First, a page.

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The Garments of Court and Palace

Machiavelli and the World That He Made

Philip Bobbitt

He had a lot going for him, did young Niccolo Machiavelli. He was born in the throbbing, prosperous heart of the Renaissance, in 15th-century Florence, was a successful diplomat and skilfully navigated turbulent political times as the city-state was buffeted between the Medici and Borgia families.

Then in 1513 his name appeared on a list of possible conspirators against the latest Medici potentate, he was given a spot of gardening leave (after a spot of torture) during which he wrote some plays, but also a book, The Prince, which is still being read and talked about 500 years later.

The one thing he lacked, however, was a spin doctor. If this brilliant writer about statecraft and political science, known later as “the prince of darkness”, had had his own prince of darkness acting as his media chief — such as, perhaps, our recent bearer of that nickname, Peter Mandelson — he could have avoided his name becoming a synonym for cunning, unscrupulous, even evil, behaviour.

For had history and the book’s reputation — mangled as it was in England by Elizabethan propagandists — turned out differently, the term “Machiavellian” might instead have become associated with the pioneering definition and establishment of constitutional legitimacy in a post-feudal state. Had his advice been taken by his contemporary Italian potentates, his name might even have been associated with the creation of a unified Italian nation state, three centuries earlier than it actually happened. Machiavelli could have been, in other words, a blend of our own Walter Bagehot and Count Camillo di Cavour, the first prime minister of Italy in 1861.

This is far from the first attempt to rescue Machiavelli from the adjective derived from his name, but it is an especially convincing one. In part, this is because Philip Bobbitt, an American historian and constitutional expert at Columbia University, is an especially convincing fellow. One of his previous books, a bit of a doorstop called The Shield of Achilles: War, Peace and the Course of History (2002), may be one of those on your shelves that you are proud to display, but have not necessarily read. The Garments of Court and Palace is a slimmer work than The Shield of Achilles, or its equally intimidating successor Terror and Consent (2008), but it is just as serious and thoughtful, even if it is not an easy read. What it mainly makes the reader think about is the way in which, at Machiavelli’s time in history, the European state was changing. And it makes you think about how, in ferocious but extraordinarily creative 16th-century Italy, history really could have turned out differently.

Machiavelli became associated with the immoral, anti-religious behaviour of “ends justifying means” because this was a time when the nature of power and legitimacy was shifting from the Church and from monarchs claiming divine rights to states built on law, order and structures created to endure beyond the lives of powerful individuals or their dynasties. Italy, with its spectacularly wealthy republican city-states such as Venice, Genoa, Siena and Florence, had already pioneered law-based, quasidemocratic forms of government. But raw power, of money and military strength, kept on disrupting those republics, as did recurrent threats from foreign potentates commanding larger swaths of territory, particularly the kings of France and Spain.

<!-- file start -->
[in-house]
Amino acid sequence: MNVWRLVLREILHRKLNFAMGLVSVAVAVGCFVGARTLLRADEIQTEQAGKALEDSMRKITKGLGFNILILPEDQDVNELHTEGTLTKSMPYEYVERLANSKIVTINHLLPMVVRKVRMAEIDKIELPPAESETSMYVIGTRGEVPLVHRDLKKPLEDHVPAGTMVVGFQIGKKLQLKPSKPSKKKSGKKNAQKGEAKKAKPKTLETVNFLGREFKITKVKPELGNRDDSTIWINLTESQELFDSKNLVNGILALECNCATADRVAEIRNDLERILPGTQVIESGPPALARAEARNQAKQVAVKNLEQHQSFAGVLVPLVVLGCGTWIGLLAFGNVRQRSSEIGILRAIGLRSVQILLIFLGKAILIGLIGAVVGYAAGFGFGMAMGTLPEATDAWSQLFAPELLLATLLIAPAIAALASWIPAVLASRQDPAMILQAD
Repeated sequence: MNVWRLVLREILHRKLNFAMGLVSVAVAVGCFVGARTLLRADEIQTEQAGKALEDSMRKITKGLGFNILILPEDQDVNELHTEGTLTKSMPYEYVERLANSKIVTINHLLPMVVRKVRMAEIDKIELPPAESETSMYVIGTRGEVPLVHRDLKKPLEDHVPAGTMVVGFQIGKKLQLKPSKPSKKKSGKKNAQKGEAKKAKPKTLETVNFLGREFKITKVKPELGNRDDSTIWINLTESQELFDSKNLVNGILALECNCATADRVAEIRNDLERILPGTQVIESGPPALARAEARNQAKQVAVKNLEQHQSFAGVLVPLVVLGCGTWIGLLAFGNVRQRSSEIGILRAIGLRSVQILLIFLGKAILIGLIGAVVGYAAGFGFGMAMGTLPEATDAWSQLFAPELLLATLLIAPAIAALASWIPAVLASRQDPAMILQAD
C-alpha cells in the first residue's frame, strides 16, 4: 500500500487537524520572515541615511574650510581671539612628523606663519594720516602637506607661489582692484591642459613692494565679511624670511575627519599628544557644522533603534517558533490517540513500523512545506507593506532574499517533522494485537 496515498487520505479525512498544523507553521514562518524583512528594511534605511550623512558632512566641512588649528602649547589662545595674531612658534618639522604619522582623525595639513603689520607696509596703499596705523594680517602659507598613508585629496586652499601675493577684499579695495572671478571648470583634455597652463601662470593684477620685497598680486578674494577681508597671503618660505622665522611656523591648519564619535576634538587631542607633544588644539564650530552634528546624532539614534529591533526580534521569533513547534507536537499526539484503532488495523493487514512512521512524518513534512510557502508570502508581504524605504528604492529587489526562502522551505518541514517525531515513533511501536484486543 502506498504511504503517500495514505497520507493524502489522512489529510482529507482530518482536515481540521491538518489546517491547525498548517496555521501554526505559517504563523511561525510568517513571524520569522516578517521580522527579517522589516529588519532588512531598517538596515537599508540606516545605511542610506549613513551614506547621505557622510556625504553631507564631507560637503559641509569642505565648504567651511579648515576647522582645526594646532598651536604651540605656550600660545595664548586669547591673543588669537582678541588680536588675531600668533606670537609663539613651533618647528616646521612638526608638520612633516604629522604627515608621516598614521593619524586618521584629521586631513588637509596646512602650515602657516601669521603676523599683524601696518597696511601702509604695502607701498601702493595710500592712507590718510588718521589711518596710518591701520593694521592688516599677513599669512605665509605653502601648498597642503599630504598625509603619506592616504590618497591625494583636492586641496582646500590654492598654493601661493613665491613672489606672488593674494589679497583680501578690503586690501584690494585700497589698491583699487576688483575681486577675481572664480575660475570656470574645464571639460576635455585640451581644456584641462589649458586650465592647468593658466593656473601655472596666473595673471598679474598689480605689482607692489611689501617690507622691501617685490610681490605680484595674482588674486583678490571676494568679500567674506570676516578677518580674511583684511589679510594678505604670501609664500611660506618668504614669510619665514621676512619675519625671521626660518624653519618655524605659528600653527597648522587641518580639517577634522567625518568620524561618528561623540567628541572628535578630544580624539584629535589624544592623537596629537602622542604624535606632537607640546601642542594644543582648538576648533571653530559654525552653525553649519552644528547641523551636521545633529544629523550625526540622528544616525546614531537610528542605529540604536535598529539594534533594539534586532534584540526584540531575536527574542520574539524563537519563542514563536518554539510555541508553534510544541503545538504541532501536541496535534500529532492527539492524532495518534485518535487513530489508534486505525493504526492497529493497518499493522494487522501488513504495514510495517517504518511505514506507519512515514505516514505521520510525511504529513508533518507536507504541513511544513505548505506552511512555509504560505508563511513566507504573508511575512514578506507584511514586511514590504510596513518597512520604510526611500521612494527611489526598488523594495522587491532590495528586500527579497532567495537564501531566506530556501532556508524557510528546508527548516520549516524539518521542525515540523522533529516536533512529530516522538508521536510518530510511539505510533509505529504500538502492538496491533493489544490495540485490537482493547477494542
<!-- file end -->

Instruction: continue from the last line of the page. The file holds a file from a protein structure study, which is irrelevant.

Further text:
Two books to have in mind when considering Bobbitt’s thesis are, in fact, novels: Hilary Mantel’s Wolf Hall and Bring up the Bodies. Historians blench at her interpretation and depiction of Thomas Cromwell, arguing that she has cleansed the bloody hands of Henry VIII’s henchman, who was a ruthless torturer, and has thus distorted history in pursuit of a happier story — or, some say, simply to counter Hollywood’s equally misleading depiction of Cromwell’s rival, Sir Thomas More, by Robert Bolt in A Man for All Seasons.

Yet the statesman that Mantel describes in her Booker-prizewinning blockbusters is the genuinely Machiavellian figure that Bobbitt outlines. If Cromwell was cunning and unscrupulous, it was not for personal gain, in Mantel’s account. He played a big role in turning England into a sustainable, durable state, one less likely to repeat the chaos of the Wars of the Roses, and one (marginally) less likely to be invaded.

What Machiavelli was seeking to do was to define how a “principality” — ie, a territory ruled by a prince — could be run according to a constitutional order and law that would endure after that particular prince had passed on, that would be accepted by those who served whatever previous prince had ruled the territory, and that stood a chance of being strong enough to withstand invasions by rival states. His crucial distinction was between the interests of the individual and those of the state or principality he ruled, and therefore also between the moral codes that an individual should follow and those of a state.

The ambiguity, and thus the enduring interest, of the Tudor England of Thomas Cromwell, lies in this tussle between the personal interests and morality of King Henry and those of the state over which he reigned. In his pursuit of a male heir, and of resources and power independent of the Roman Church, was he serving himself or England? Did Cromwell’s use of torture and deception break the law or establish it?

Since Cromwell spent a formative part of his life in Renaissance Florence, it is tempting to dream of a conversation between him and Machiavelli. And for Italians to wonder whether a Florentine Cromwell might have succeeded in achieving the ambition of the final chapter of The Prince, namely the creation of a single, powerful nation of Italy.

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